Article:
Sunday, June 19, 2011

With No Fish In Afghanistan, Osprey Eats Engines

With No Fish In Afghanistan, Osprey Eats Engines: "The Marine Corps still has some issues to deal with regarding the V-22 Osprey. Although the Corps is big on how well the aircraft is operating in combat, aircraft in-theater are still burning out engines at a startling rate. It took a couple of question cycles on Boeing's pre-Paris media tour in Philadelphia on Monday to get a number out of Navair program manager Col Greg Masiello, but he says that engine time-on-wing in theater is averaging 'between 100 and 200 hours'.

That's a worse number than was cited three years ago, when we reported here that the Navy was threatening to seek a new engine supplier - not a realistic threat but a ploy to get the contractor's attention. At the time, we reported that engines were lasting 300+ hours. (V-22 engines in more benign environments are lasting for 560+ hours, Masiello says. Other helicopter engines aim at four-digit time-on-wing numbers.)

The problem is dust and sand, which gets sucked into the engine and erodes blades and seals. The result is that the Rolls-Royce engines start to lose power and have to be returned to the US for overhaul. It's not a unique issue to the V-22 but it is particularly acute: the tilt-rotor can't use the barrier-type filters on other rotorcraft because they degrade performance in high speed forward flight, and while single-rotor aircraft tend to blow dust away from the helicopter, the V-22's side-by-side rotors throw dust at one another.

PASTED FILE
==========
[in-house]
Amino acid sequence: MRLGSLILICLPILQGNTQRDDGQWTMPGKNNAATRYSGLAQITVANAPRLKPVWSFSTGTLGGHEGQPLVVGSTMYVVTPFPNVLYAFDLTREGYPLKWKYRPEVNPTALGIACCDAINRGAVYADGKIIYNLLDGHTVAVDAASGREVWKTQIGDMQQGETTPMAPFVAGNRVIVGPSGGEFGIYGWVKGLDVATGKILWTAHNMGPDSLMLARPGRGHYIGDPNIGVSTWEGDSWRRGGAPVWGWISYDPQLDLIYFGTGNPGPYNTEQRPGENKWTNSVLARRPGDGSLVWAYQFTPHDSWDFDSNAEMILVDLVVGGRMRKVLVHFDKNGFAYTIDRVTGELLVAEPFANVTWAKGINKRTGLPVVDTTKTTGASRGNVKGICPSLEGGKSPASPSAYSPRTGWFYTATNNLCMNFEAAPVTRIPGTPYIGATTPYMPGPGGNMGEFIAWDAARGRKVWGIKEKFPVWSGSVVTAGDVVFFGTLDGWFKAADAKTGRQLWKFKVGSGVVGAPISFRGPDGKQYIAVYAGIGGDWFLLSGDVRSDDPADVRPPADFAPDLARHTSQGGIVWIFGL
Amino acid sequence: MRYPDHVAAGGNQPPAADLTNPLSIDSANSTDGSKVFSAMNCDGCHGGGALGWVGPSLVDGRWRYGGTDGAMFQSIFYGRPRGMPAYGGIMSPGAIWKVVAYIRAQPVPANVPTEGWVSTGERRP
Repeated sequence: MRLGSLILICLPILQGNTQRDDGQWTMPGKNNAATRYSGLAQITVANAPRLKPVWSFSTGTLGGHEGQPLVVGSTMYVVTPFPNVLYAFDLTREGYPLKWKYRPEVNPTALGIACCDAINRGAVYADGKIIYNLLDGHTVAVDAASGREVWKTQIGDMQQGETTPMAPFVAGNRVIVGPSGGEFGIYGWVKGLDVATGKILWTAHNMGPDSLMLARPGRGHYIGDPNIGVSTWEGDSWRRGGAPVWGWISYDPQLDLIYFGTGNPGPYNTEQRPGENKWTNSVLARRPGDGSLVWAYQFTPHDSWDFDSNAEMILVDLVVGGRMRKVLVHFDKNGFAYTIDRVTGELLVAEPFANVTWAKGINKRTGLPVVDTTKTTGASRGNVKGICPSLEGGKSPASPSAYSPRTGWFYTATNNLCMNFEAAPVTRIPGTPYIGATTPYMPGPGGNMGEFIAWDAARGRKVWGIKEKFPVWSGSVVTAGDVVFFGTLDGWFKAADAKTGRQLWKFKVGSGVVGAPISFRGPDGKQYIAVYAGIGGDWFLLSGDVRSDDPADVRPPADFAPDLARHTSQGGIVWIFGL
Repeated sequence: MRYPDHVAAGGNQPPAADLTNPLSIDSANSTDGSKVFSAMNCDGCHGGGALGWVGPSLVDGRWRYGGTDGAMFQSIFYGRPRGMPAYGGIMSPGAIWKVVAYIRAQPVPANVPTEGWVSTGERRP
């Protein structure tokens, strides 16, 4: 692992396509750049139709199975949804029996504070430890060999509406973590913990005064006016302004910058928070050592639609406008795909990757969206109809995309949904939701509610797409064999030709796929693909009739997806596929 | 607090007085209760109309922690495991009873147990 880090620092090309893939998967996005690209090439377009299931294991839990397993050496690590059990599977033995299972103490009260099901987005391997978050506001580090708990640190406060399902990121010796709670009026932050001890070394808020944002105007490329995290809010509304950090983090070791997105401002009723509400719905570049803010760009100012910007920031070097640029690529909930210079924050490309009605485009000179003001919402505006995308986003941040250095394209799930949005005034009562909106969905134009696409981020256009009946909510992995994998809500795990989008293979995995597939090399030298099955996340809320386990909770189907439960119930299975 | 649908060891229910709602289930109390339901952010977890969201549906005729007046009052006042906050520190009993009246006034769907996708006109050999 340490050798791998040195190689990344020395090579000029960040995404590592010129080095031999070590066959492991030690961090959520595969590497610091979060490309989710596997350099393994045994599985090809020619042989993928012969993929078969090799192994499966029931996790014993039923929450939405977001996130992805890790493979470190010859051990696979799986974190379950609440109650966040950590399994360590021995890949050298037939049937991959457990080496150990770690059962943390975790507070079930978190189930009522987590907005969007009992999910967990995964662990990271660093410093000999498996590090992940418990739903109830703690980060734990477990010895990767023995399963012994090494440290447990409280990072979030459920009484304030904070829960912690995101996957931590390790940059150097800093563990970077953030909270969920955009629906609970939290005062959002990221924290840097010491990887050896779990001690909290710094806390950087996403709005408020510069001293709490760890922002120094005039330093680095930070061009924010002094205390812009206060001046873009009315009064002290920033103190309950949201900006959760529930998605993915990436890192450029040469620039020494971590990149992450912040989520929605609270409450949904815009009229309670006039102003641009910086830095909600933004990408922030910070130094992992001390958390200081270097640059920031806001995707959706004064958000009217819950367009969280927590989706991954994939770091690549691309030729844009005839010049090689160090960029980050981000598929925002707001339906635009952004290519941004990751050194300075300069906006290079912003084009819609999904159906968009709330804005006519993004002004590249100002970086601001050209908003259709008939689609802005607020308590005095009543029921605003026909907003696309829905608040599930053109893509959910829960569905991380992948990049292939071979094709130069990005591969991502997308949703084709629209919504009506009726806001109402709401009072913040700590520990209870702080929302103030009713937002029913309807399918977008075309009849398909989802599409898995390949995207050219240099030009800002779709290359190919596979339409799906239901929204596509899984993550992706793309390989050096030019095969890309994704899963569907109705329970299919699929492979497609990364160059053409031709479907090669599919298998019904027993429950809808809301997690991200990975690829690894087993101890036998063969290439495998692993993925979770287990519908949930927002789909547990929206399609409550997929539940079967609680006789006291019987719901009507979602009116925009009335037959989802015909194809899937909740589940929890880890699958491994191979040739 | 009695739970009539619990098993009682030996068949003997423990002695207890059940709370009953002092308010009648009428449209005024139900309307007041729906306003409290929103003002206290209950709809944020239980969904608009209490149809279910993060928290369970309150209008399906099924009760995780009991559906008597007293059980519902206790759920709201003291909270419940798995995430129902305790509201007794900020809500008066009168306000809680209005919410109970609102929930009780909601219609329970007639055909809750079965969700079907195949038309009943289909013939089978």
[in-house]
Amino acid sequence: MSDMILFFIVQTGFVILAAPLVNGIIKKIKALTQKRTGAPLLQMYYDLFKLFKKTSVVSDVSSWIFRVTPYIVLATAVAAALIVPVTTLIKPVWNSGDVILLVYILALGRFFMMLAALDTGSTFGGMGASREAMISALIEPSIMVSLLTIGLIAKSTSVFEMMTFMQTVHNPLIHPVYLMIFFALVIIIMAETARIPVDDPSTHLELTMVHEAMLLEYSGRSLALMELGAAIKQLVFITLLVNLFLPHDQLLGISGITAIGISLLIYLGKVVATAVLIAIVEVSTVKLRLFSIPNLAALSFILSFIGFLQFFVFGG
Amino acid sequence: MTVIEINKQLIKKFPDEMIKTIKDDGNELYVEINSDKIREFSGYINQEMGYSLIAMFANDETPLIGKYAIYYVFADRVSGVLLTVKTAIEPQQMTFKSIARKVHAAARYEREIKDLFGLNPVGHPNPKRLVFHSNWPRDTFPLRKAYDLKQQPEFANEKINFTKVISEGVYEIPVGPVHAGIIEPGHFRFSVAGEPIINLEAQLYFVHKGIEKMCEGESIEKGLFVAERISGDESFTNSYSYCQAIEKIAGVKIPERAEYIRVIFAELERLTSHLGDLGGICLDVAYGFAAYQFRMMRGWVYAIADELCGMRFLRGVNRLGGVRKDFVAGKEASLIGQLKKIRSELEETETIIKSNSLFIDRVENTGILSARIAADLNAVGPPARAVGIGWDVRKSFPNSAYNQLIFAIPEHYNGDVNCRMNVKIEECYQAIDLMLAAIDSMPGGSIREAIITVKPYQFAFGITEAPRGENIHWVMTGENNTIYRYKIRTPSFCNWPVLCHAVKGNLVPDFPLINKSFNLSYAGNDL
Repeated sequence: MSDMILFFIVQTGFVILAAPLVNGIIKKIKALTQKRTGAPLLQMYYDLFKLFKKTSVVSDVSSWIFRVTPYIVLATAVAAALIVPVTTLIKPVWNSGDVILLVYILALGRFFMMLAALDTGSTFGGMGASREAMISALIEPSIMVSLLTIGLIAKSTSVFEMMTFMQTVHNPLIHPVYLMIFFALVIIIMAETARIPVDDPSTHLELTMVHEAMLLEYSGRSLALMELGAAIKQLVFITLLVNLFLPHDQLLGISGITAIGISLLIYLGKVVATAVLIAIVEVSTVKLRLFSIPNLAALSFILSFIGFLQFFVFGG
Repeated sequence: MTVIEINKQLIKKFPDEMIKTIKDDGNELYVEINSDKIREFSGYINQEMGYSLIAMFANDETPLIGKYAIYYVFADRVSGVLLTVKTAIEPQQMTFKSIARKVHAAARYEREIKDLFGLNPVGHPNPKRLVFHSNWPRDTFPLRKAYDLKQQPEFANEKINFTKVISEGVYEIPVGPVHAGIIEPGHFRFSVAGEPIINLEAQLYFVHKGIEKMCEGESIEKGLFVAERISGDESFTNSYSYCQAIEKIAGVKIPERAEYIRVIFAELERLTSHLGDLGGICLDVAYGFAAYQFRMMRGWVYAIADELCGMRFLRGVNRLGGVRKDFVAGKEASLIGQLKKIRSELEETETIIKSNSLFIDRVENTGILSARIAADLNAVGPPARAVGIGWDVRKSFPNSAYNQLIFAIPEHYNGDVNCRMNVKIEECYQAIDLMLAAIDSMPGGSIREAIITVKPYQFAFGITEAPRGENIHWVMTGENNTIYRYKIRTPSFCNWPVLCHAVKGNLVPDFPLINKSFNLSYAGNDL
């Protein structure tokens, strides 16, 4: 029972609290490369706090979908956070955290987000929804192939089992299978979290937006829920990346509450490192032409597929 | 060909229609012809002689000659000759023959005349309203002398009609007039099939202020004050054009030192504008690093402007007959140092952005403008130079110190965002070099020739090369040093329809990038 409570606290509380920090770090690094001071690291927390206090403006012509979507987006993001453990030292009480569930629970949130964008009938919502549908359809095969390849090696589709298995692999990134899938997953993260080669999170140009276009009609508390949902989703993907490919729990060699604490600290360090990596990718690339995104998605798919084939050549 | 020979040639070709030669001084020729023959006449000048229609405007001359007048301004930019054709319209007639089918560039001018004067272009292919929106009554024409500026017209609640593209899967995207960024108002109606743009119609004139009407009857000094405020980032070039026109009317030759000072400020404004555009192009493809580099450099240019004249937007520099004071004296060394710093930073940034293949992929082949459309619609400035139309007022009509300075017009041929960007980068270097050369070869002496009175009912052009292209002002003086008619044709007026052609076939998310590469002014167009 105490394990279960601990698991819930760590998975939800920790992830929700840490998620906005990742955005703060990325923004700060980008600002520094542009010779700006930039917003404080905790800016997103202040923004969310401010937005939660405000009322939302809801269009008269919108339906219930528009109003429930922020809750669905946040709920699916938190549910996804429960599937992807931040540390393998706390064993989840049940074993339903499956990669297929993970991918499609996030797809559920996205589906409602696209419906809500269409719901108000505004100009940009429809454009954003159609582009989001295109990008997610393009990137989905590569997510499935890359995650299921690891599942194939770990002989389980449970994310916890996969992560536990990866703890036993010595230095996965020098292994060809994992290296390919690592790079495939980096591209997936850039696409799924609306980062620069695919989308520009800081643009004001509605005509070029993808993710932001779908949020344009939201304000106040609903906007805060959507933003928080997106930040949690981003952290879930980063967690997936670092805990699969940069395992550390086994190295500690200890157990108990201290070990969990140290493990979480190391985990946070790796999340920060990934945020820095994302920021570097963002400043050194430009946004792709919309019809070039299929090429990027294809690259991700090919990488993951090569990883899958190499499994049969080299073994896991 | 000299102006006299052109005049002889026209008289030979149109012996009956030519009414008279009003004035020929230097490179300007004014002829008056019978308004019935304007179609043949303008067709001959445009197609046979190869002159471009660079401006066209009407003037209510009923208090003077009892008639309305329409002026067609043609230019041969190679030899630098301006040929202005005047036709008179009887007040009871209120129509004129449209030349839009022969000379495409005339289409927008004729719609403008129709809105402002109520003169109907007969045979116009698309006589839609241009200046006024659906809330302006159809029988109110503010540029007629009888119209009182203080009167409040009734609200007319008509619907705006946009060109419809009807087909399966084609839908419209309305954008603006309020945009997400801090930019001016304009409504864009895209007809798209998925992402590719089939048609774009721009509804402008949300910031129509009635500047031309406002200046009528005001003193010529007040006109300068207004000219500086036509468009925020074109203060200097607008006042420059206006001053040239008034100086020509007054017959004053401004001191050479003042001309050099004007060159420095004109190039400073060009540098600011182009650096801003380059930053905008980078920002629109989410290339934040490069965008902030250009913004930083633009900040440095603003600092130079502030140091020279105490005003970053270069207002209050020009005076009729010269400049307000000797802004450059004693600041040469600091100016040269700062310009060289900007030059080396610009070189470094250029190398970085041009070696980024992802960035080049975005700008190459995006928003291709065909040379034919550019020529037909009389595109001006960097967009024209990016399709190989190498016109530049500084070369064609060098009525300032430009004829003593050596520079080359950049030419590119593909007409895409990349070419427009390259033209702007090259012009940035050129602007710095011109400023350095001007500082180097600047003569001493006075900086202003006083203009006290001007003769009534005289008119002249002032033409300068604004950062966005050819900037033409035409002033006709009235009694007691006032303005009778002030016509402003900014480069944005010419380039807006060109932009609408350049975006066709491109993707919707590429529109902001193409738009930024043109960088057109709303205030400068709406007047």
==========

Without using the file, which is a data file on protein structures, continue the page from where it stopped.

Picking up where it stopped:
blog post photo
This is not good for engines (Marine Corps photo)

A number of measures to reduce the problem are being tried. Every engine returned from overhaul since March 2011 has incorporated 'four specific changes' to increase time-on-wing, Masiello says. Other modifications could be fielded as soon as the end of the year.

A proof-of-concept version of a modified engine air particle suppressor (EAPS) has been fielded for trials, and Maseillo hopes that the engine could be made robust enough to eliminate the EAPS -- which was never designed to tolerate the tornado of crud that the engines encounter in Afghanistan. A further package of modifications is about to be presented to the customer.

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